A turbot, which is quickly replacing branzino as chefs’ go-to whole-fish preparation. The question is: Why?
Photo: Marcus McDonald
May I?,” asked our server, as she drew a knife down the spine of my dinner. I was at Foul Witch, the East Village wine bar that opened earlier this year, and a gleaming platter of whole turbot had just arrived at the table. It was placed on a small trivet, sloping the dish slightly so that a sauce of vin jaune pooled to one side. “Because it’s such a rich fish,” she continued, “the juices will constantly collect — you’ll want to baste it as you go along.” She then glazed the otherwise unadorned seafood with additional drippings and began to delicately carve off the fillets. “When you’re ready, we’ll flip the fish over and go to the other side.”
The biggest surprise was not the price, which at $135 was reasonable, I guess, for a “large format” dish designed to serve multiple people at once. Nor was it the fact that this elegant, agreeable tableside presentation was happening inside a downtown establishment run by the people behind the Roberta’s pizza empire. The real detail that I couldn’t stop thinking about after the meal was that I’d been able to order turbot at all — an ingredient that, even a decade ago, was practically unheard of on New York City menus.
Wild turbot — often caught in Galicia or Brittany — is completely overfished and difficult for even the best-sourced restaurants to obtain. Because of its scarcity and mild flavor, turbot ranks alongside Dover sole as a fish that’s more closely associated with the high-caliber, white-glove dining palaces of Europe. Now, I’ve seen it somehow appearing quite frequently on this side of the Atlantic: At Casino, the “coastal Italian” restaurant that recently moved into the former Mission Chinese space, char-blistered fish gets topped with capers and a rustic dice of Meyer lemon. Principe, a new restaurant in Soho run by the chef Abram Bissell, offers whole fish grilled over charcoal and finished with lobster and mushrooms or as a fillet that’s topped with a crust of olives and anchovy. Lord’s is the offal-focused sister restaurant of Dame, but chef Ed Szymanski has been known to sell whole turbot as a special, finished with spoonfuls of melted parsley butter.
“It’s a versatile fish,” Szymanski says. “We get very large ones for private parties and then sell the heads and collars as specials at Dame.” There, they also serve the fins, breaded and fried, with a cup of aïoli on the side for dipping. The chefs I spoke to, however, all agreed that the best way to prepare the fish is whole, because its flesh can withstand the high heat of a grill or wood-burning oven and because the meat is able to extract the maximum amount of luxuriously fatty gelatin from the bones.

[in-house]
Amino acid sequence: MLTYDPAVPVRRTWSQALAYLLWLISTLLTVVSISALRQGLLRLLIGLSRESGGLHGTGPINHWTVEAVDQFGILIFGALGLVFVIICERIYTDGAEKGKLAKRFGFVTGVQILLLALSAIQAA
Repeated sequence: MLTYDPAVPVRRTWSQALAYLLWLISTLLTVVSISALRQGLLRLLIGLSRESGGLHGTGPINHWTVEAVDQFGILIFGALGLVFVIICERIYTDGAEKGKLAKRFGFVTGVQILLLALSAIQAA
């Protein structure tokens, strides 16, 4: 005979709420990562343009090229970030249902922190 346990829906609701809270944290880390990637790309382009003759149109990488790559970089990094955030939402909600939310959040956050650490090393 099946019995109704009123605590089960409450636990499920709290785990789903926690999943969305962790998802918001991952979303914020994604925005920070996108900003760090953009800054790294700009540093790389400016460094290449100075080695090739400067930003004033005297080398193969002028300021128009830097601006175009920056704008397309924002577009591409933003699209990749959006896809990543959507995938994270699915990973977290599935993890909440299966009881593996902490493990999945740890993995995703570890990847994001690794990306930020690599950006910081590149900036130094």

Most of the turbot being sold in New York restaurants come in around two pounds, an ideal weight for a shared entrée. But a wild turbot can cost $100 or more, wholesale, meaning the economics make no sense for a restaurant chef who would then have to figure out how to recoup $300 for that same fish to make any money with it.
The reason that turbot has managed to pop up on so many menus lately is because it isn’t wild at all. It’s sourced from aquatic farms in northern Spain, a region that has managed to pioneer a market for year-round turbot farming and that, in turn, has brought prices way down. Regalis Foods, a specialty importer, sells wholesale farmed turbot for around $15 per pound; founder Ian Purkayastha says wild fish from Northern Europe can cost up to four times as much. “Because the farmed fish is so much cheaper,” Purkayastha says, “chefs see it as an opportunity.”
Ryan Bartlow, the chef and owner of the downtown Basque restaurant Ernesto’s, says that, despite the price discrepancy, the quality is comparable: “Blind tasting, I’ve had wild turbot next to the farmed stuff, and there isn’t a dramatic difference.” (Bartlow serves it whole or cooked as bone-in “chops,” which are then filleted before plating.)
Alexi Raij was among the first of the city’s chefs to embrace farmed turbot, having long served it at her own Basque restaurant, Txikito. When I ordered it recently, a whole fish for two ran just $62 on the menu, making it perhaps the most affordable turbot in town. Given the fish’s strong ties to the Basque country, Raij knew it was important to sell a version at Txikito, but even in the restaurant’s earliest days, before turbot was widely available here and before other chefs had caught on to this new product, she didn’t consider a wild version, at least in part owing to the prohibitive costs. And while fillets were an option, Raij wasn’t interested. “Cutting a wild fish that wants to be eaten whole becomes paradoxical,” she says.